Early birds preserve market share

By Anna Lewcock

- Last updated on GMT

Related tags: Marketing

Relaunching pharmaceutical products in a bid to preserve an earlier
product's existing market share and maintain revenues is a common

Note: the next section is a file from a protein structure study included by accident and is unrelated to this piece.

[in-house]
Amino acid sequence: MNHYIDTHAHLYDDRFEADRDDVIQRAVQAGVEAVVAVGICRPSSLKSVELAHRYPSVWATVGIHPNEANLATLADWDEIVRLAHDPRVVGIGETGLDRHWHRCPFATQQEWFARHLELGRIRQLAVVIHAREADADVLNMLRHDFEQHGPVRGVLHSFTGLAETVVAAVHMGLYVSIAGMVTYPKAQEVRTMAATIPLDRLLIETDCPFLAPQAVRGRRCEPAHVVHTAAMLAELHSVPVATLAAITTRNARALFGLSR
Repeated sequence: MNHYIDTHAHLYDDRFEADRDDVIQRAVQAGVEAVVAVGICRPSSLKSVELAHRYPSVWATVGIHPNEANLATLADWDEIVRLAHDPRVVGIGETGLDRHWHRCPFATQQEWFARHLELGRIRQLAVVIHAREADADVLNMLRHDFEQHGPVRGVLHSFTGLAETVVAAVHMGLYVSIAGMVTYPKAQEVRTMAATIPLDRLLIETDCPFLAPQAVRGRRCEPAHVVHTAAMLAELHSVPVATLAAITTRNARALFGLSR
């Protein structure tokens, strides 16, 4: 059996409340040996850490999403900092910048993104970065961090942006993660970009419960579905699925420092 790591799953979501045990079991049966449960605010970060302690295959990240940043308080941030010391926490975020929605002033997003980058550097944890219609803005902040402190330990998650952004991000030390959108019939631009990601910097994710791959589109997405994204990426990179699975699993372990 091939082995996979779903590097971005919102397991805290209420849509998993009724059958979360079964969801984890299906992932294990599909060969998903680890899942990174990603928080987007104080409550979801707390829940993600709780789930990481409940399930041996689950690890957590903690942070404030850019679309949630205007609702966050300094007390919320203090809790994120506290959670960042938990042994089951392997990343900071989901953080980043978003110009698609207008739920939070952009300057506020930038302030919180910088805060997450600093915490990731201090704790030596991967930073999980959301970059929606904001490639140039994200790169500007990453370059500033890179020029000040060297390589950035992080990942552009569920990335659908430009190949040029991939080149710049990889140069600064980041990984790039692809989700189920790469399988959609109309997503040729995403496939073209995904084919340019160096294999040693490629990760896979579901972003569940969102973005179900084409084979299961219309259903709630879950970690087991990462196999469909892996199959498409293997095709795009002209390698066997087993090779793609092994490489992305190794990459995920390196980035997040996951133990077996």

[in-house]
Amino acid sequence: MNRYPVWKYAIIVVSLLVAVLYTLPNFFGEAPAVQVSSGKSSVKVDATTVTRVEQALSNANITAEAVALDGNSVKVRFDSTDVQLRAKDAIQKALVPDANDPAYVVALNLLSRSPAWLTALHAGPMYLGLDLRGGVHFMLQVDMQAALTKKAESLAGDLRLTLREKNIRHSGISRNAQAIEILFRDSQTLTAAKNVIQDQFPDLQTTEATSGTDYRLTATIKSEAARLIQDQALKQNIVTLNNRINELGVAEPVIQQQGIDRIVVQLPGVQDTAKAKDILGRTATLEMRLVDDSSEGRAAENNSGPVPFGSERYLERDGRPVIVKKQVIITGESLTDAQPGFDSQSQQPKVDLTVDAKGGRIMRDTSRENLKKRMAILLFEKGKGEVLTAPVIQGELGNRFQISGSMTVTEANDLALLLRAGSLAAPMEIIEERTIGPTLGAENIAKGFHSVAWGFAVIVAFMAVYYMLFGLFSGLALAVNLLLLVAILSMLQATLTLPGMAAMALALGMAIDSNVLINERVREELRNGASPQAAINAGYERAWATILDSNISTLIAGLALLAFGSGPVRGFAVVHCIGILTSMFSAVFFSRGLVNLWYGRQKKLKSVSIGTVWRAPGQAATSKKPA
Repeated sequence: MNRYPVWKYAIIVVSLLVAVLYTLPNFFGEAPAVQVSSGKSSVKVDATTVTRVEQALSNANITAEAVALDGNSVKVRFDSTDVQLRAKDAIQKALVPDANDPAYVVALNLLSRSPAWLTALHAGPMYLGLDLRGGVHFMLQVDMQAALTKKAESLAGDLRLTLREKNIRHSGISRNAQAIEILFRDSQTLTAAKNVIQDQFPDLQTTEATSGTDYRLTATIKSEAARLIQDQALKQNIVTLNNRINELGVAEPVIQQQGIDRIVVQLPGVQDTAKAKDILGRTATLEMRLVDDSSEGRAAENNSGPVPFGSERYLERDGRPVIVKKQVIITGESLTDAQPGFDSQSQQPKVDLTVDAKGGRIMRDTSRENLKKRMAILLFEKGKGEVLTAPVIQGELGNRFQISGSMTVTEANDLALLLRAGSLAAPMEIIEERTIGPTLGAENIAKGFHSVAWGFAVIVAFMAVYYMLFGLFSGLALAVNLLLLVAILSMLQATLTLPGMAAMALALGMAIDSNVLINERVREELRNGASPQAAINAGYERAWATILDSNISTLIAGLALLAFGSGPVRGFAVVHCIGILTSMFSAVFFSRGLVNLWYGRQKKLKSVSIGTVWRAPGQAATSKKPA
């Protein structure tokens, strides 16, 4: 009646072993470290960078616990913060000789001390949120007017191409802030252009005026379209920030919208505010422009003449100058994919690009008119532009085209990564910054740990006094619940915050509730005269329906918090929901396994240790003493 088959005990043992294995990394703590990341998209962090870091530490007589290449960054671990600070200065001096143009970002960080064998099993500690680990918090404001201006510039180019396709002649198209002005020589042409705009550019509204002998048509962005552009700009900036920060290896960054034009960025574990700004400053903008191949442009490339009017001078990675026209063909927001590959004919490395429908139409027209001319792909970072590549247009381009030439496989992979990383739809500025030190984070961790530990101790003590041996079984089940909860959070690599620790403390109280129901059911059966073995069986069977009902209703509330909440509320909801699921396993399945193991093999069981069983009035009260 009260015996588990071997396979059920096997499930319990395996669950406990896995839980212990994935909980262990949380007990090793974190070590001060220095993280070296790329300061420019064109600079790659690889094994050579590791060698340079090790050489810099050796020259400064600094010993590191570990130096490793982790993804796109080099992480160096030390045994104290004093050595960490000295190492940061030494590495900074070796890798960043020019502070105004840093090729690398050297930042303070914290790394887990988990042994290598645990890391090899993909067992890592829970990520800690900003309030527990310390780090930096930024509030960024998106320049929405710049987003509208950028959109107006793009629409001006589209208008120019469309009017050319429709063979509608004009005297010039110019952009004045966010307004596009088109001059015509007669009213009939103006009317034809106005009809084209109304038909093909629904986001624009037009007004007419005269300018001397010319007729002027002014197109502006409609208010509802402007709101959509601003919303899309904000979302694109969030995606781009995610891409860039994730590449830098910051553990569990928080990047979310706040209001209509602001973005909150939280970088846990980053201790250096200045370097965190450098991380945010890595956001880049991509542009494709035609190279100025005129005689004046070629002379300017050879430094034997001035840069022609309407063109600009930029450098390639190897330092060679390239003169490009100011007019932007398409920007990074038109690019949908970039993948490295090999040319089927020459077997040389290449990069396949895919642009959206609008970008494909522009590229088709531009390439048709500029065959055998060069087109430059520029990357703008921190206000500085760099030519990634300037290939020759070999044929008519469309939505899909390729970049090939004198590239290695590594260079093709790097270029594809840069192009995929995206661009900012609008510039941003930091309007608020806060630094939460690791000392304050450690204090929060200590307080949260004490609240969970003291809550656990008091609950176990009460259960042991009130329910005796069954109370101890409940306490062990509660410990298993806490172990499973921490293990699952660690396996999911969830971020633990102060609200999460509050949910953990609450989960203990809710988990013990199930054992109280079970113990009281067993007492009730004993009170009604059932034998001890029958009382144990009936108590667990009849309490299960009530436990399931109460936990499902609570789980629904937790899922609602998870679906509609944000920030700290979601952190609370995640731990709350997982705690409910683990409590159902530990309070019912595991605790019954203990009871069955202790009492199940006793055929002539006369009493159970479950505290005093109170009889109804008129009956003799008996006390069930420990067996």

tactic in the pharma industry, but, as a recent report notes,
kicking off development plans early can make all the difference.